But, still further, the student of natural theology cannot fail to discover an intimate connexion between Natural and Revealed Religion, the works and the word of God mutually pointing to the common parent of us all; so little reason is there for the objections which some men have raised against the doctrines of natural religion, as if they were meant to be adopted as a substitute for the discoveries of Christianity! so little truth is there in the assertions of such as have contended that by the light of unassisted reason we can know absolutely nothing of God and a future state! In point of fact, there is no opposition, no rivalry, no hostility, between the two subjects. Nay, more than this, we are prepared to contend that natural theology is indispensably necessary to the support of revelation. The existence and the attributes—the character—of the Deity must be proved by arguments drawn from natural theology. How else shall we know him to be a God of truth? Without this conviction of the moral character of God, independently of his word, --for aught we know he may be a demon of falsehood, and cruelty, and injustice, deceiving us by his miracles, and cheating us by his promises! We cannot be assured that any revelation proceeds from our Creator, unless it agrees with his moral character, as we can collect that character from his works and his providence. “We have no rule, no principles, by which to judge of the law pretending to come from God; we cannot tell whether it be worthy of him or not; we do not so much as know what worth or goodness is, either in ourselves, or in the Deity. Nor will any external arguments, even the most unquestioned miracles, of them. selves, be sufficient to confirm its pretensions. For how shall we know that these miracles are from God, unless we understand what his attributes are; and whether the occasion for which they are wrought be such as is consistent with them ?"* So that those zealous persons who repudiate the aid of natural theology as unnecessary, or hostile to the establishment of Christianity, defeat their own purpose, and make the proof of any revelation impossible. For,
Suppose it were shown by incontestible proofs that a messenger sent immediately from heaven had appeared on the earth; suppose, to make the case more strong against our argument, that this messenger arrived in our own days, pay, appeared before our eyes, and shewed his divine title to have his message believed, by performing miracles in our presence. No one can possibly imagine a stronger case. .... Now even this strong evidence would not at all establish the truth of the doctrine promulgated by the messenger; for it would not show that the story be brought was worthy of belief in any one particular except his supernatural powers. These would be demonstrated by his working miracles, all the rest of his statement would rest on his assertion. But a being capable of working miracles might very well be capable of deceiving us. The possession of power does not of necessity exclude either fraud or malice....... But the doctrines of the existence of a Deity and of his attributes, which natural religion teaches, preclude the possibility of such ambiguities, and remove all those difficulties. We thus learn that the Creator of the world is one and the same; and we come to know his attributes, not merely of power, which alone the direct coinmunication by miracles could convey, but of wisdom and goodness. Built upon this foundation, the message of revelation becomes at once unimpeachable and invaluable. It converts every inference of reason into certainty, and, above all, it communicates the Divine Being's intentions respecting our own lot, with a degree of precision which the inferences of natural theology very imperfectly possess.-Pp. 205–208.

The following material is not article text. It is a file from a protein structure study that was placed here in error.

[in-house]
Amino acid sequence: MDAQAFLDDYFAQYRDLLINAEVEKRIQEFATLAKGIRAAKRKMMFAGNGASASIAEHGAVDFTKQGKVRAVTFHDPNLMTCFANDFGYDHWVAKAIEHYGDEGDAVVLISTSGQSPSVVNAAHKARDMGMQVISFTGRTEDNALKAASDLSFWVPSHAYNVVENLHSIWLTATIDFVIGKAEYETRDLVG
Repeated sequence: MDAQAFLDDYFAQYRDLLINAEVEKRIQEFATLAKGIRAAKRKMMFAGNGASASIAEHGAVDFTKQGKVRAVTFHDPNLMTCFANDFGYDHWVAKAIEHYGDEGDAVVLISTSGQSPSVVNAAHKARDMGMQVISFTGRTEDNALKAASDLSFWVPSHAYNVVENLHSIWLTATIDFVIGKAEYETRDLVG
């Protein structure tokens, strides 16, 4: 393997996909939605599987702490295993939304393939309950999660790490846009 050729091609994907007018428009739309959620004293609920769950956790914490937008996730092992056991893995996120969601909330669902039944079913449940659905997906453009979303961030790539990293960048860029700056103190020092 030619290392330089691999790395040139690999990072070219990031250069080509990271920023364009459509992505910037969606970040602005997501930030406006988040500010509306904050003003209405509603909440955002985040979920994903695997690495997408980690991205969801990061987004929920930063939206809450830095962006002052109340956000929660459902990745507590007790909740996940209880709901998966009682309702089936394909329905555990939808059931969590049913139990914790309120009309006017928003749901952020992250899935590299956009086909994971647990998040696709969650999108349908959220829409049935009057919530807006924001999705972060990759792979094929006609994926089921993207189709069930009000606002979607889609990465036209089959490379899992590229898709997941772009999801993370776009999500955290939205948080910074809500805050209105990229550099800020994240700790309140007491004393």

Our noble author still further insists upon the services of natural religion as subsidiary to, and cooperative with, “ the great help of revelation;" for that, without these, Christianity would rest merely upon tradition, or the evidence of testimony, and the foundation of revelation would " become weaker and weaker as the distance in point of time increases from the actual interposition."
We submit that this is a very loose statement, and most unphilosophical. Lord Brougham's assertion is untrue; and, indeed, allowing its truth, his inference is clearly untenable. It is not true that Christianity, deprived of the services of natural religion, would have no foundation but tradition, or the evidence of testimony. Does our noble author forget the fact of the existence of Christianity? Can that fact be reasonably accounted for, but upon the hypothesis of the truth of the christian revelation ? We have no space for the pursuit of our argu